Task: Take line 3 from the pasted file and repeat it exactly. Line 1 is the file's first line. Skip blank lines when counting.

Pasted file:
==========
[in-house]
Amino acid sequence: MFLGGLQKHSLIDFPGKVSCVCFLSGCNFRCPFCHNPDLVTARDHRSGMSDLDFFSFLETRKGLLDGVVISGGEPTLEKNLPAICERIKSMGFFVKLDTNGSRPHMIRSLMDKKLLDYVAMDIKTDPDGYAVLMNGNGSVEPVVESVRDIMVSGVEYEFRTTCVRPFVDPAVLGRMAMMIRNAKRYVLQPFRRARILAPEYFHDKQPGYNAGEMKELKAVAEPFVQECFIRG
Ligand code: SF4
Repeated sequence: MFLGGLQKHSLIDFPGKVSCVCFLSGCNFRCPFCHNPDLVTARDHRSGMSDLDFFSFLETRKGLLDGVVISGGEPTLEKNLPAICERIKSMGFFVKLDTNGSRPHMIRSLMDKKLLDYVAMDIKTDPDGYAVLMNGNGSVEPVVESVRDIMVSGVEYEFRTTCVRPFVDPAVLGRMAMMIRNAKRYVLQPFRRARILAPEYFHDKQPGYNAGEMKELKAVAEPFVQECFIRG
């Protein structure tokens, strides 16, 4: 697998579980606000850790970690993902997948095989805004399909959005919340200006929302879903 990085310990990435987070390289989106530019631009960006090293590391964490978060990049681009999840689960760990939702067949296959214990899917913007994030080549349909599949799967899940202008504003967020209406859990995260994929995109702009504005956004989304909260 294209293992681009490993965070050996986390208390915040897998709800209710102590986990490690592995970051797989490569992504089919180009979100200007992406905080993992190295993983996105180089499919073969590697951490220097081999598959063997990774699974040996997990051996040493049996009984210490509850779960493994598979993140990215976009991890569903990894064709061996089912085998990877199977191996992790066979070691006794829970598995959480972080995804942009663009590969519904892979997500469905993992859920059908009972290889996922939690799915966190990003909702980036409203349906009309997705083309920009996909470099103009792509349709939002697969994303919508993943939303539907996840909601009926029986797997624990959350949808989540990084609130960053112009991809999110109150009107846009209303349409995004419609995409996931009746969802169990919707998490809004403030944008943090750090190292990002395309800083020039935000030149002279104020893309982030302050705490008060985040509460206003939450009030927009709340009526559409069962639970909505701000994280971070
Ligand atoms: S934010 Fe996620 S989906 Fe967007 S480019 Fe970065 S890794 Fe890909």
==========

Ligand code: SF4